Young Wallander in a Contemporary Sweden

Henning Mankell’s popular character, Kurt Wallander, was brought vividly to life with a standout performance by Kenneth Branagh. The series, focusing on the Swedish police detective, ran for four seasons from 2008 to 2016, first on BBC and then on PBS. As with so many beloved crime fighters, there was incentive to produce new programs. Rather than recast Branagh (with an aging Wallander, the storyline had run its course), the decision was made to go back to the beginning of Wallander’s career. Young Wallander, now streaming on Netflix, stars Adam Pålsson as a recent graduate of the police academy. Unlike other prequel series that place the action in the past, Young Wallander is set in contemporary Sweden so there are cellphones, drones, and DNA evidence. 

In the six episodes, Wallander finds himself caught up trying to solve a grisly murder fraught with racial overtones. (Placing the film in present time means dealing with immigration issues in Europe.) A young Swede, his face painted with the Swedish flag, is tied to a fence, his mouth covered with duct tape. When the tape is torn off, it sets off a grenade planted in his mouth. Because the spectacle is staged in an area inhabited by immigrants, the murder is immediately cast as racially motivated. 

Wallander lives in the complex, but his neighbors are unaware that he’s a detective. But when he steps forward to calm the crowd, he is forced to reveal that he’s a cop. Distrust of law enforcement among recent arrivals makes Wallander’s ability to investigate the crime difficult. When his superior officers find out he has connections to some of the residents who might be involved, they ask that he step back, an order he immediately violates. 

Yasen Atour as Reza

Wallander had a brief glimpse of the immigrant dressed in a dark hoodie who removed the duct tape. When he and his partner, Reza (Yasen Atour), are assigned to manage crowds during a white supremacist march, Wallander sees the suspect and gives chase. His action not only leaves Reza to sustain life-threatening injuries meted out by the unruly crowd, but also results in Wallander getting stabbed by the assailant who escapes. 

Even a stab wound won’t keep Wallander in the hospital, especially because he suspects the immigrant was coerced into killing the young man. Wallander goes back to where he first saw the suspect, coming out of a church now being used to house those seeking asylum. The facility is being managed by Mona (Ellise Chappell), who directed disparaging comments about the police during the march. She takes pity on Wallander, however, since he’s bleeding through his shirt and volunteers to patch him up. Her distrust melts away when he explains that the suspect, soon identified as Zemar, was probably forced to cooperate. 

Ellise Chappell as Mona and Adam Pålsson as Wallander

Zemar is killed, however, before Wallander can find out who is behind the murder plot. He begins to focus his attention on Gustav Munck, from a wealthy Swedish family, whose foundation is supporting Mona’s facility. While Wallander is able to convince his two superiors, Rask (Leanne Best), and Hemberg (Richard Dillane), that Gustav is somehow involved, finding evidence that will link him to the crime remains elusive. And going up against one of the most powerful family dynasties in Sweden becomes even more difficult when higher-ups in law enforcement begin to put up roadblocks.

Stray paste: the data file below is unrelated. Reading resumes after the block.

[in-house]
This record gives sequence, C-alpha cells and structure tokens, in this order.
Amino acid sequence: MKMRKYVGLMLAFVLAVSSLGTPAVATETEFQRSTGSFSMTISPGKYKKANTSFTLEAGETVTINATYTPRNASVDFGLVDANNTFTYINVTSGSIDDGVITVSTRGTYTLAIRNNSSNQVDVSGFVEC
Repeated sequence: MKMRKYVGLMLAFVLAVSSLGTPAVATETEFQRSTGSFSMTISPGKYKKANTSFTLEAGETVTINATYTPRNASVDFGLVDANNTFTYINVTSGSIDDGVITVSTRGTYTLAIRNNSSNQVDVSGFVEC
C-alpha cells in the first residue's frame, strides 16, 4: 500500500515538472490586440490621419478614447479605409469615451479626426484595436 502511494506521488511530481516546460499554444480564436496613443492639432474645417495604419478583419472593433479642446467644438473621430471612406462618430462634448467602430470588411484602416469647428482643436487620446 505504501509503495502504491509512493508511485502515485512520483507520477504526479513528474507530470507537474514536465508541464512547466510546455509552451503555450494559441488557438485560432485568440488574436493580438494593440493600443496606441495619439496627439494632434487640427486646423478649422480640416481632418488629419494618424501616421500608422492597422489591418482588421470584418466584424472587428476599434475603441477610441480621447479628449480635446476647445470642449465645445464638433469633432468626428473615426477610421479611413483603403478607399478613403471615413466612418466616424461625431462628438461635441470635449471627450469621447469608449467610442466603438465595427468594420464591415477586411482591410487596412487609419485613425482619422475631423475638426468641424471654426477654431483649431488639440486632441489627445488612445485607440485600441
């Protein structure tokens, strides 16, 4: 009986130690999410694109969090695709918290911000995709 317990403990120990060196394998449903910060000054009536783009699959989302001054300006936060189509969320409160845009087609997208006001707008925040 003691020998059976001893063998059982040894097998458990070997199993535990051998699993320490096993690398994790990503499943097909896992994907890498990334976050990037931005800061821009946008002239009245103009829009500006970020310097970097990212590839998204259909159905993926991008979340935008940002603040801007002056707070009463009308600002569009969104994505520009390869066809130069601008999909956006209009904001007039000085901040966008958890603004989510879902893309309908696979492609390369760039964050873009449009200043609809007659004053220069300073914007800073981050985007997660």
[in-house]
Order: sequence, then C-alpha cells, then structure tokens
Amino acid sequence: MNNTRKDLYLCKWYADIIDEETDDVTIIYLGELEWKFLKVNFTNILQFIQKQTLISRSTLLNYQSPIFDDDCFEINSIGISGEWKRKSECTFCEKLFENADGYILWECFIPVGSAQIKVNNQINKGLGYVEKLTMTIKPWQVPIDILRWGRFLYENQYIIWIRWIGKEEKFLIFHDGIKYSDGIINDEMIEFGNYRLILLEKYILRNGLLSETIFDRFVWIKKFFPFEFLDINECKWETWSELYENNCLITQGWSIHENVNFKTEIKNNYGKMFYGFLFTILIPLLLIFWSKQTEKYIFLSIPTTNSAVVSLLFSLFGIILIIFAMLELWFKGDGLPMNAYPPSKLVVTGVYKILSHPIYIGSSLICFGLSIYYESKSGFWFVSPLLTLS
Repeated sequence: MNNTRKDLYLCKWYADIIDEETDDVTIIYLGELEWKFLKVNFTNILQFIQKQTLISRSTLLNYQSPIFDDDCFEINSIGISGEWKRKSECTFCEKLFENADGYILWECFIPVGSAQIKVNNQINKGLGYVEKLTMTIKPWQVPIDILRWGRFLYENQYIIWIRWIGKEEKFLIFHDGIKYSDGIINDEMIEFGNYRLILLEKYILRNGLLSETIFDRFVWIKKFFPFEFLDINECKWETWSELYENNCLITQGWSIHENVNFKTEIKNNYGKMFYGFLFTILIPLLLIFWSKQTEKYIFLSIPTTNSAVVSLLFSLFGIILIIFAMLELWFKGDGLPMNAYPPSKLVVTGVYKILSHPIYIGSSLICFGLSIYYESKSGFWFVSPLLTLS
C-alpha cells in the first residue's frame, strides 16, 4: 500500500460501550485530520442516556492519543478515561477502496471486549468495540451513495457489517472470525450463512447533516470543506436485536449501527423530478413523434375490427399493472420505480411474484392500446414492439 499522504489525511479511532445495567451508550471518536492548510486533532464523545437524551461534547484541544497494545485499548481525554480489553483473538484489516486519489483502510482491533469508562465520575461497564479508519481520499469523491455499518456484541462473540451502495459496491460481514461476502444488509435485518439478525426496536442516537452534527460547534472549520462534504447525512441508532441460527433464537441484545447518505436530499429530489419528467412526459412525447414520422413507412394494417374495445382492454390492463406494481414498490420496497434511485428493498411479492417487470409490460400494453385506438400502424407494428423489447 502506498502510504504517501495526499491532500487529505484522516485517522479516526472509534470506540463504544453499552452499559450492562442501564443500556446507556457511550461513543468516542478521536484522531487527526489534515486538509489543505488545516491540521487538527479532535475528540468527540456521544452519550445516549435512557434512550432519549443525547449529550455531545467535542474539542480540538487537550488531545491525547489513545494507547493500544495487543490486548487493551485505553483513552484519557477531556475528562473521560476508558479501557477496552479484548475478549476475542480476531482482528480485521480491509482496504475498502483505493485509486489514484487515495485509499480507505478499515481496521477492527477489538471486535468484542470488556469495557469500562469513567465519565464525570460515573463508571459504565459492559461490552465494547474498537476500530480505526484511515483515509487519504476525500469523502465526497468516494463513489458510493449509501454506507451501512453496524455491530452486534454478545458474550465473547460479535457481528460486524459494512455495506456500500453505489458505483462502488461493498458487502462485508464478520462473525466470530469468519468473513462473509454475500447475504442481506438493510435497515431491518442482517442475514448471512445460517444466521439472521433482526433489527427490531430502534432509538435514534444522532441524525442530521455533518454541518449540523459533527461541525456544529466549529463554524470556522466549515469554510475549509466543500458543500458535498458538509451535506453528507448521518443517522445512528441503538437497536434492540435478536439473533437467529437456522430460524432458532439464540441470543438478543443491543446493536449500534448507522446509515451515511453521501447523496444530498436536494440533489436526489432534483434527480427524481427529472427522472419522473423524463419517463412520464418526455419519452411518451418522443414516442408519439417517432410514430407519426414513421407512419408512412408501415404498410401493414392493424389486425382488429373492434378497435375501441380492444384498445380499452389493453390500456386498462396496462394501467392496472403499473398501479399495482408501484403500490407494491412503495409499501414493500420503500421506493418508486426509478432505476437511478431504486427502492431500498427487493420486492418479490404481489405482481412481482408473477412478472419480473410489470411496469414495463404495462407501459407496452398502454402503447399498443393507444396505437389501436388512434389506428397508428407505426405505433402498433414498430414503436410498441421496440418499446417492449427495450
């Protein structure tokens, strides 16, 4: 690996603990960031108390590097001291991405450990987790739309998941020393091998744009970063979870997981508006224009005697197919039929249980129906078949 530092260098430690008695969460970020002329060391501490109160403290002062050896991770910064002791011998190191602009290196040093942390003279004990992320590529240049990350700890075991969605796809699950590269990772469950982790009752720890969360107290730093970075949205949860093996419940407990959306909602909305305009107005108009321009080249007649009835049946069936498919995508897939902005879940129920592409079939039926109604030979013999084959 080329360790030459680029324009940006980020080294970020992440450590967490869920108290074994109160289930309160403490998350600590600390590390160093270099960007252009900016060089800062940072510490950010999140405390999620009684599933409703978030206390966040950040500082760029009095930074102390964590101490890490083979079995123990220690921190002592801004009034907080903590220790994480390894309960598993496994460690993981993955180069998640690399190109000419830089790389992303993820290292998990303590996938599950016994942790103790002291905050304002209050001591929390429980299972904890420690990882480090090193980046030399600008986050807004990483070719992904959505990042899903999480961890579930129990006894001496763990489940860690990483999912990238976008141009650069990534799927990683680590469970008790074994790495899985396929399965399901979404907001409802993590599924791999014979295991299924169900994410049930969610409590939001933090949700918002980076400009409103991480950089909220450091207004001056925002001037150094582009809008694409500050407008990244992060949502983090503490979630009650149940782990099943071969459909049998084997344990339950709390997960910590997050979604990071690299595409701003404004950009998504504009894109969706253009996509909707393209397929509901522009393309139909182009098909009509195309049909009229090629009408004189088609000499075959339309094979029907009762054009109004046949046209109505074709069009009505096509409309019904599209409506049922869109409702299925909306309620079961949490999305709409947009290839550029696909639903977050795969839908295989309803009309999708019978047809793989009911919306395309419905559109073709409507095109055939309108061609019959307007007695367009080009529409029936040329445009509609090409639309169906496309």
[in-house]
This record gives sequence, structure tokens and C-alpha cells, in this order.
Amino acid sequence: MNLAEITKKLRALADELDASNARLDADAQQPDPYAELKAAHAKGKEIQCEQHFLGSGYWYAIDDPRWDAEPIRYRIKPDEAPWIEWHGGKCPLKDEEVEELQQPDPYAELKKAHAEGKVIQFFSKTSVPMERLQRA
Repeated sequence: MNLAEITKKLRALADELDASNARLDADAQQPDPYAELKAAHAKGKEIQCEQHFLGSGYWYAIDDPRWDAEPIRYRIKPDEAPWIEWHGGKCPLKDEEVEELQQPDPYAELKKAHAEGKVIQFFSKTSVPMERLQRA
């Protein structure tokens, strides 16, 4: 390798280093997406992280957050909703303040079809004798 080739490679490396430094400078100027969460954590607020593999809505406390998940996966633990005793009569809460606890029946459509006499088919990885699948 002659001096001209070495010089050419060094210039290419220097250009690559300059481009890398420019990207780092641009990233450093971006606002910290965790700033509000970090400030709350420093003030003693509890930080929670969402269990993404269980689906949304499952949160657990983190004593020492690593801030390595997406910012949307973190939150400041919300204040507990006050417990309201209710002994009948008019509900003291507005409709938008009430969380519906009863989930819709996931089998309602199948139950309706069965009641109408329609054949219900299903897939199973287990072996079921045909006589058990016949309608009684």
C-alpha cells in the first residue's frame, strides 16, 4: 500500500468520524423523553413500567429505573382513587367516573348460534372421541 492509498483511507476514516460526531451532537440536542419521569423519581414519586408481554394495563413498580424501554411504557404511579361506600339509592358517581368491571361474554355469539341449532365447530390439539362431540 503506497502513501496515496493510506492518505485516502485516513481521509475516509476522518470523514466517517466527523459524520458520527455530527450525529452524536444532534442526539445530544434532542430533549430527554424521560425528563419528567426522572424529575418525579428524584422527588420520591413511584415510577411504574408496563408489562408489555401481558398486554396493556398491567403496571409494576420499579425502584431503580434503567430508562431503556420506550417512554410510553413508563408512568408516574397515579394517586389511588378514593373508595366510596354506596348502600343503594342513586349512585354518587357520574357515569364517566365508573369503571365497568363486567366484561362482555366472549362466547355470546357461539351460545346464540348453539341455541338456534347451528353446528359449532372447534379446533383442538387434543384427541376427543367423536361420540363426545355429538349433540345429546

Leanne Best as Rask and Adam Pålsson as Wallander

Young Wallander is a tense ride. We know Wallander won’t get killed, but have no assurances that those close to him won’t suffer that fate because of what’s been set in motion by the investigation. 

While the series proved to be well received, the production also was criticized for failing to cast only one Swede – Pålsson  – in a major role. The other actors were mostly British. In addition, filming took place in Lithuanian rather than in Sweden, something that angered Swedish fans of Wallander. 

The series ends with major plot lines unresolved, leaving many to hope there will be a second season. So far, Netflix has not made any announcement about continuing the series. We hope they will. 

Photos courtesy of Netflix

Top photo: Adam Pålsson as Young Wallander

About Charlene Giannetti (491 Articles)
Charlene Giannetti, editor of Woman Around Town, is the recipient of seven awards from the New York Press Club for articles that have appeared on the website. A graduate of Syracuse University’s S.I. Newhouse School of Public Communications, Charlene began her career working for a newspaper in Pennsylvania, then wrote for several publications in Washington covering environment and energy policy. In New York, she was an editor at Business Week magazine and her articles have appeared in many newspapers and magazines. She is the author of 13 non-fiction books, eight for parents of young adolescents written with Margaret Sagarese, including "The Roller-Coaster Years," "Cliques," and "Boy Crazy." She and Margaret have been keynote speakers at many events and have appeared on the Today Show, CBS Morning, FOX News, CNN, MSNBC, NPR, and many others. Her last book, "The Plantations of Virginia," written with Jai Williams, was published by Globe Pequot Press in February, 2017. Her podcast, WAT-CAST, interviewing men and women making news, is available on Soundcloud and on iTunes. She is one of the producers for the film "Life After You," focusing on the opioid/heroin crisis that had its premiere at WorldFest-Houston International Film Festival, where it won two awards. Charlene divides her time between homes in Manhattan and Alexandria, Virginia.